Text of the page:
Next stop… Jupiter and points OUTWARD…

SkyHarbor, 2012/10/31 

Sonny was just a few dozen orbits in advance of the rest of us… that’s all.
A spirit-blessing upon the Alter-Destiny-Obama-Dynamo-Myth from the Galactic Justice Council…

I moved the complete film to comment #2.

As the darkness falls, Romney Lies and Dies…

SkyHarbor, 2012/10/30 

I give Gov. Chris Christie (R-NJ) kudos for doing his job and for giving credit where it’s due and for blowing off Mittens entirely. Meanwhile Romney thrashes about in his own juices… Sad, really. I should also point out that having a freaking HURRICANE coming ashore in New York City (not to mention ‘Irene’ from 2011) puts the lie to the Koch brothers/GOP bullshit of calling global climate change a ‘hoax’.

All Mitt can do is make absurd claims about Jeep/Chrysler/Fiat sending Ohio jobs to China… and then when called on it, just turning up the volume. Hope you like the suit – ’cause there’s no one in there. No one. He’s just pathetic.

Romney’s Zombie Apocalypse


So funny


One week until we bury this bastard.

Sluggo’s Happy Little Pup.


Posted with permission. This is Helen, the sweetiest American Staffordshire you’ll ever want to meet in a dark alley.

She’s a big Obama supporter.

Awwww. Ready for trick-or-treating.

No, not The Onion


Bush’s ‘Brownie’ criticizes Obama on Sandy

Michael Brown, former President George W. Bush’s former FEMA director who was criticized for his slow reaction to Hurricane Katrina in 2005, said on Monday that President Obama may have acted too quickly on Hurricane Sandy this week.

Brown said Obama’s Sunday press conference with Federal Emergency Management Agency officials was “premature” because the effect of the storm was not felt until a day later.

“It’s premature [when] the brunt of the storm won’t happen until later this afternoon,” Brown said Monday, according to Denver Westward.

Brown said he was concerned about Obama’s early remarks because people in the Northeast were “already beginning to blow it off.” He added that Obama’s comments on Sunday were leading New Yorkers to start “shrugging their shoulders” and ask “what’s this all about?”

You’d think, when your name is a punchline demonstrating extreme incompetence in dealing with a natural disaster, that it might just be a good time to lay low and STFU? I can only see this helping Obama.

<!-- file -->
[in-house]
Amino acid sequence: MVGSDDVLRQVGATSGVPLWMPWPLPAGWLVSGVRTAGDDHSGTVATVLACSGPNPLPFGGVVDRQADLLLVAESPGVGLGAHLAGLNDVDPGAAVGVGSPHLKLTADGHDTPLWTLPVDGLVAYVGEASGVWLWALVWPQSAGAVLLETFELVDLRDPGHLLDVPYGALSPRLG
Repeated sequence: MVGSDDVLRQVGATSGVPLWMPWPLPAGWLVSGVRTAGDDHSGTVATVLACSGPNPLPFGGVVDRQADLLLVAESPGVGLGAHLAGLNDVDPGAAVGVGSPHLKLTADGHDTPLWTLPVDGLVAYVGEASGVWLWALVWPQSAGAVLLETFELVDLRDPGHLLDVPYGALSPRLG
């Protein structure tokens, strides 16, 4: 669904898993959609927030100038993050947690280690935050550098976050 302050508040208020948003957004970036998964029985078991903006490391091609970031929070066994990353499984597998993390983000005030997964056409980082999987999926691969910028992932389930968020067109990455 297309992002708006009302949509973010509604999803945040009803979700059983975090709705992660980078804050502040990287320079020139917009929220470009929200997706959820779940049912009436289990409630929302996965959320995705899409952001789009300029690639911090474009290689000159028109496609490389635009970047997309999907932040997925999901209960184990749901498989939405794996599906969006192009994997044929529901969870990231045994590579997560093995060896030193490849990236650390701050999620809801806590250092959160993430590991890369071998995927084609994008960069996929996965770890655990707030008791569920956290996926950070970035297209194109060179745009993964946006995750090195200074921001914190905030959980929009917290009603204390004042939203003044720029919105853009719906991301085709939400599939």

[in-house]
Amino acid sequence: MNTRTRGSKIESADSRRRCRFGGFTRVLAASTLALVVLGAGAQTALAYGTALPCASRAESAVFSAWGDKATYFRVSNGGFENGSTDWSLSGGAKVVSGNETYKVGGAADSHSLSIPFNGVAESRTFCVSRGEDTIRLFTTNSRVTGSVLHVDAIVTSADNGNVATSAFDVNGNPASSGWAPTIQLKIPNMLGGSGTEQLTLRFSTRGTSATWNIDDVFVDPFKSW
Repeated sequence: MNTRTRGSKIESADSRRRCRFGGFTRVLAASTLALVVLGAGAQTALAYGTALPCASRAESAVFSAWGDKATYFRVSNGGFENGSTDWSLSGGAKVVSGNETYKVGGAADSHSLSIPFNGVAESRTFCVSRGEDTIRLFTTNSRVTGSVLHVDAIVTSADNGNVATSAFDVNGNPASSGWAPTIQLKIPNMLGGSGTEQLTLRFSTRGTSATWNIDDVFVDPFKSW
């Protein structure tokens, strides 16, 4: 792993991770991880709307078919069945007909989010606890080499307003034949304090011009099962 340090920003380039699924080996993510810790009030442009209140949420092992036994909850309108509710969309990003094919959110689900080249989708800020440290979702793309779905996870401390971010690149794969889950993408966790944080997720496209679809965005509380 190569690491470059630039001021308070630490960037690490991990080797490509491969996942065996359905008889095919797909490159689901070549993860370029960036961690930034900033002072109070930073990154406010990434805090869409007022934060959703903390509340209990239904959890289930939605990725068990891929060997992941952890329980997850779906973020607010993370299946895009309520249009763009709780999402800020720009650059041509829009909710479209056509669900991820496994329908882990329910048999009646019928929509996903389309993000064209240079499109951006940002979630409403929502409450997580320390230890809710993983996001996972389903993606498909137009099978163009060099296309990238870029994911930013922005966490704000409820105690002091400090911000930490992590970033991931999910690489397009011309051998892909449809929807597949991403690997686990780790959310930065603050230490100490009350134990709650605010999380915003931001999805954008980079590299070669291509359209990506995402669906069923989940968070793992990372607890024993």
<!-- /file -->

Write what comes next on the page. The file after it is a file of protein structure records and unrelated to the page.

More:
Source: The Hill

That’s a surge

Max, 2012/10/29 


Mitt Romey, ‘Pinhooker’.



I grew up in the 1950s in the heart of the bright leaf tobacco belt in the Carolinas. As a boy (8 to 12 years old) I spent my summers working on my grandmother’s small tobacco farm near Mullins SC. Tobacco was a labor intensive business in those days, so we relied extensively on migrant “colored” help during the peak tobacco cropping season. Hard work but the pay was good.

The men worked in the field, cropping tobacco leaves and putting them into the mule-drawn “drag” — which was a crude high-sided sled, narrow enough to fit between the rows and large enough to carry 1,000 pounds of wet tobacco. The women and children worked at the barn stringing the wet leaves onto tobacco sticks using cotton twine. More after the twisted tobacco knot.

I was the “drag boy” (yes, that’s what we were called) who drove the empty drag to the field, exchanged it for the waiting full drag, which I drove back to the barn and unloaded the wet tobacco for the ladies at the barn.

Did I say the pay was good? Croppers were paid $4.00/day, barn help (including me) got $3.00. Everyone got paid the same: family, sharecropper, neighbors, and migrant workers. More after the knotted tobacco leaves…

Later, during my college years (early 1960s) I worked summers for American Tobacco Company on the tobacco market in Mullins SC. I worked as a “pull boy”. That’s right, I had graduated from being a “drag boy” to being a “pull boy” and making 50ยข/hr. A pull boy works as a side-kick to a tobacco buyer at the fast-moving auction. His job is to inspect every basket of tobacco bought by his buyer to make sure he’s getting what he’s paying for.